Ikiwa Abdulla puts on her hijab at her home in Fumba, Zanzibar after a long day collecting shellfish on the flats. Abdulla is a participant in a shellfish program that hopes to teach women in Zanzibar how to cultivate shellfish. While women already harvest shellfish, the program will help replenish the already overfished stocks of oysters and clams and promote economic opportunities for women in rural villages in Zanzibar.

AC: Do you study the work done by other photographers? Whose work do you follow regularly?
JC:
I do look at a great variety of work by other photographers such as Steve McCurry, Michael Williamson, Scott Strazzante, Lynne Johnson etc. I also look at the work of some of my friends who are wonderful photographers. There is so much amazing work being done and a lot of it doesn’t necessarily get a lot of attention but it’s nonetheless very inspiring.

Elijah Tabiolo,4, practices his roping at the Ponoholo Branding in North Kohala, Hawaii. While mainland children learn to hit a baseball or throw a football at an early age, in the paniolo community, learning to rope and ride is given the highest priority. Kids practice by roping each other, a calf dummy and even the family dog.

AC: Are you pursuing any other long term projects? If yes, what are they on?
JC:
Since the Devadasi story, I have worked on other long term projects like a multi media piece called “The Last of the Hawaiian Cowboys” about the very rich and insular cowboy culture that exists in Hawaii that few know about and another piece about a program in Zanzibar that teaches women to cultivate shellfish as a sustainable form of protein for them and their families. I will also be teaching a self-portrait workshop to kids in Rwanda in February and am then heading back to South Africa to work on a personal project afterwards. I also have a blog called “Apertures and Anecdotes” that I see as an ongoing personal project in which I post images about a wide variety of subjects and write about the stories behind them.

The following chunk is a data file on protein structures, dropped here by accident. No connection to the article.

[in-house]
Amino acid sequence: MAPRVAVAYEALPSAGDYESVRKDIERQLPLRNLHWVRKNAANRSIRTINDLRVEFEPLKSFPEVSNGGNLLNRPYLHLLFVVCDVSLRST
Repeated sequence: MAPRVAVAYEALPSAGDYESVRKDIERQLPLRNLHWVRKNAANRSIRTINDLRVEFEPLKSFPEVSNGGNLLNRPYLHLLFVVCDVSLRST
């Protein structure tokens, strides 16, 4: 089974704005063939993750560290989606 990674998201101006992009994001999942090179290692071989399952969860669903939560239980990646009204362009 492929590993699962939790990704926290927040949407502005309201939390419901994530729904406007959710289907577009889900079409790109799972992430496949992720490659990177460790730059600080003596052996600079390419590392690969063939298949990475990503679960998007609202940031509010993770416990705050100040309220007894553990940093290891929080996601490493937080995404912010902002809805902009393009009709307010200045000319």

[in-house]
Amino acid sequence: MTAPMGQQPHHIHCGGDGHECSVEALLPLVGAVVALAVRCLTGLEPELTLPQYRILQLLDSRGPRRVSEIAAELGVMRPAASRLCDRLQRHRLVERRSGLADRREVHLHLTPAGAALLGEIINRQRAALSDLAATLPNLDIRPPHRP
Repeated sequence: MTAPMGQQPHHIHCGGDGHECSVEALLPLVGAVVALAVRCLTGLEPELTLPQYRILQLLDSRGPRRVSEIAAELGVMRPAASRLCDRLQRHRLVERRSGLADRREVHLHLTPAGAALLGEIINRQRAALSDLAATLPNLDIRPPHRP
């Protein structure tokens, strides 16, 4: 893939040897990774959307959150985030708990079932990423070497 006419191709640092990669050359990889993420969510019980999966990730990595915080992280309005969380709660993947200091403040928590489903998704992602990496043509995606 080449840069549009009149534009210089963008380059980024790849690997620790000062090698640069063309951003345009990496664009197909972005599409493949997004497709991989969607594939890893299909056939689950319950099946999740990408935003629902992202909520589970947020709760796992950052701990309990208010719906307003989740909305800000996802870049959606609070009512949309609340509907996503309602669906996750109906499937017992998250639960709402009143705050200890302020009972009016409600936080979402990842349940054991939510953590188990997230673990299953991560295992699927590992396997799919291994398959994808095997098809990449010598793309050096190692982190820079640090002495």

Retired cowboy, Jamie Dowsett, 85, who spent most of his life on horses and has rich stories to tell, is photographed wearing his favorite cowboy hat at his home in Waimea, Hi. “I’m 85 years old and I still think that cows and horses are the best things that ever walked on earth. I would give anything if I could still be a cowboy…being out there on the land where nobody bothers you, out in the open where it’s quiet…the horses are giving you a wonderful ride in the beautiful countryside…that is a feeling not many people have the opportunity to experience,” says Dowsett wistfully.

AC: Multimedia work is still at a nascent stage in India. What would your advice be for photographers wanting to explore this medium?
JC:
I think the best approach is to start by adding audio. Audio is such a wonderful and rich story-telling tool and is a great way to start expanding one’s thinking about how to tell a story. Also, I’d suggest learning an editing program like Final Cut X and perhaps finding a fellow photographer who is already working with multi media to learn from. One of the wonderful aspects of multi media is that is forces the photographer to really explore a story in a much deeper way and really give voice to one’s subjects. Once a photographer goes down that road of discovery, I think it’s hard to turn back!

Bull riders wait their turn to participate in the bull riding event at the 4th of July Makawao Rodeo which is held annually at the Oskie Rice Arena in Olinda, upcountry Maui. Overhead a rainbow arcs across the sky.

The ‘In Conversation’ feature is an attempt to know more about the motivations and thought processes of photographers featured on Aksgar as well as other photographers undertaking narrative photography projects. Interview by Anil Cherukupalli.

Share:
About Anil Cherukupalli
Anil Cherukupalli is the founder and curator of Aksgar Magazine.

Facebook Comments